Hancock (2008) dir. Peter Berg
Starring: Will Smith, Charlize Theron, Jason Bateman, Eddie Marsan
On DVD arrives “Hancock” a film no one seemed to like (a 38% rating on Rotten Tomatoes) yet grossed $227million dollars. It was born from one of those legendary specs scripts which floated around Hollywood for years. The Peter Berg version has an intriguing set-up, but a number of great ideas gone unrealized.
Will Smith plays Hancock, a drunken superhero, who literally lives in a ‘van down by the river’. Though he flies around saving the citizens of L.A. from petty crimes, lately his crass attitude, drunkenness and careless behaviour has turned the public against him. When he saves the life of a well-meaning publicist, Ray Embrey (Jason Bateman) a friendship develops which will change Hancock’s life for good and bad.
Ray starts improving his attitude and learning the ropes of being decent, trustworthy and reliable. As he ingratiates himself with Ray’s family he becomes closer to Ray’s wife Mary (Charlize Theron), which reveals secrets of his past and his ultimate destiny.
A clever twist on the superhero genre is established – an affable hero, lost with no direction. His relationship with Ray is introduced and plays well. Berg primes us for a classic cinematic redemption of sorts, but midway Charlize Theron’s character takes the film on a wild turn in a new direction. It’s a massive coincidental plot twist, which throws all the groundwork of the previous act out the window. As the background of Hancock comes to light Ray instantly becomes inconsequential and unnecessary to the story. Berg tries to juggle two relationships (Hancock-Ray and Hancock-Mary) and so failing at both drowns the film.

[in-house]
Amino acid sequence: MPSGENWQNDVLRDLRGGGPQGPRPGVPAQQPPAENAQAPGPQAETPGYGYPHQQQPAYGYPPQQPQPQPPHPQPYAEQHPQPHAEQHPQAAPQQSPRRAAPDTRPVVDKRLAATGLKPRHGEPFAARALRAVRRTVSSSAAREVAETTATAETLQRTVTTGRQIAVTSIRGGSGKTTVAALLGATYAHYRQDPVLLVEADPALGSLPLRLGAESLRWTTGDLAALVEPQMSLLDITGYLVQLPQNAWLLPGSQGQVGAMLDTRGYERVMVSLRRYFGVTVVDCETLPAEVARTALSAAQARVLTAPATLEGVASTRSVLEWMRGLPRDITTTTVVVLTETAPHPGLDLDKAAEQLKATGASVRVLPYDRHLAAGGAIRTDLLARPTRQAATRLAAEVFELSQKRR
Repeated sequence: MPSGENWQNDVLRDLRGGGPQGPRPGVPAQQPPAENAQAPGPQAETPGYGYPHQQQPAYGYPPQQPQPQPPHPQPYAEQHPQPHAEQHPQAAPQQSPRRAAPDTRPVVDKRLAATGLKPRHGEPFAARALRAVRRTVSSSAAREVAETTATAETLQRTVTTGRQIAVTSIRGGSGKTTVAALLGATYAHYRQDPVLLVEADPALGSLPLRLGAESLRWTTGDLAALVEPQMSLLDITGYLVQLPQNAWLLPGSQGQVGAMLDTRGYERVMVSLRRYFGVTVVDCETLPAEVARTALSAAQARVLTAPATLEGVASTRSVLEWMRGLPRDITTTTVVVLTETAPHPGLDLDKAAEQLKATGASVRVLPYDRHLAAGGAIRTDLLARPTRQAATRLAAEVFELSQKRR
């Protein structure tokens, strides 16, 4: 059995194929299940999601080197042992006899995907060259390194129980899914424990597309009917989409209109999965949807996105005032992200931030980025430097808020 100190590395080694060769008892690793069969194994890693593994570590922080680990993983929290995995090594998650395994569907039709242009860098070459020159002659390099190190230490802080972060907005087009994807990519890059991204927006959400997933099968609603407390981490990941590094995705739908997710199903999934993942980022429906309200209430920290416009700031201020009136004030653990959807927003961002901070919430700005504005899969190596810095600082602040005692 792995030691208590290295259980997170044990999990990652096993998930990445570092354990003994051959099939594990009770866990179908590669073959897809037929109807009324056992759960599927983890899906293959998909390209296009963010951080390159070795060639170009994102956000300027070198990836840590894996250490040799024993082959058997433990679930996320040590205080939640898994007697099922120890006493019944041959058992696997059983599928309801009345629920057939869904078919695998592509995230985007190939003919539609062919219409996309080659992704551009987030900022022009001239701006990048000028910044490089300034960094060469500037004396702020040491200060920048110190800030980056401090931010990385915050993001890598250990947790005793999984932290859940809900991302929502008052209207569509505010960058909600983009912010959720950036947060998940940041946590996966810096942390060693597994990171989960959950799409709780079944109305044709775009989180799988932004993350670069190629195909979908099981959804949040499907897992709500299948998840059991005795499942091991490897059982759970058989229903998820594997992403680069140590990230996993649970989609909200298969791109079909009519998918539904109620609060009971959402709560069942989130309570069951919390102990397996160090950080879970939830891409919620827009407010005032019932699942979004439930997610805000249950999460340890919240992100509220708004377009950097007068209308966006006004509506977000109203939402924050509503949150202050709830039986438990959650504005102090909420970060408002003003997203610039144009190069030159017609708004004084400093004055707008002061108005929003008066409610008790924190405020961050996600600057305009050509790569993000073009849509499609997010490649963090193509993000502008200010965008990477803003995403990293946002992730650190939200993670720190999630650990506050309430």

Hancock’s villain, Red Parker, is also sorely underwritten. His story is hastily put together in the second half of the film to provide some external conflict for Hancock. Unfortunately, he’s just some criminal schmuck who poses no threat to our hero whatsoever. Eddie Marsan plays Red, he’s a great actor (see his great performance in “Happy Go Lucky”) but as for a villain to play off Will Smith, he’s out of his league.
Ultimately the film is let down by Peter Berg’s show-off direction. He paints lovely pictures but he appears to be channeling some kind of early-career-Michael Bay fixation. Every scene is shot in the sundrenched deep yellow L.A. magic hour and cut with the manic intensity of Bay’s “The Rock”. Unnecessary handheld camera appears to create drama where there is no drama. It’s all artifice and distracting.
I’m convinced “Hancock” could have worked with a more focused director. Berg’s previous film “The Kingdom” makes a good comparison with “Hancock”. Berg seems to get distracted with crafting his individual scenes instead of creating a unifying whole of a film. “The Kingdom” meandered wildly with a different tone to every scene. “Hancock” suffers from the same ailments.
"Hancock" is available on DVD and Blu-Ray from Sony Pictures Home Entertainment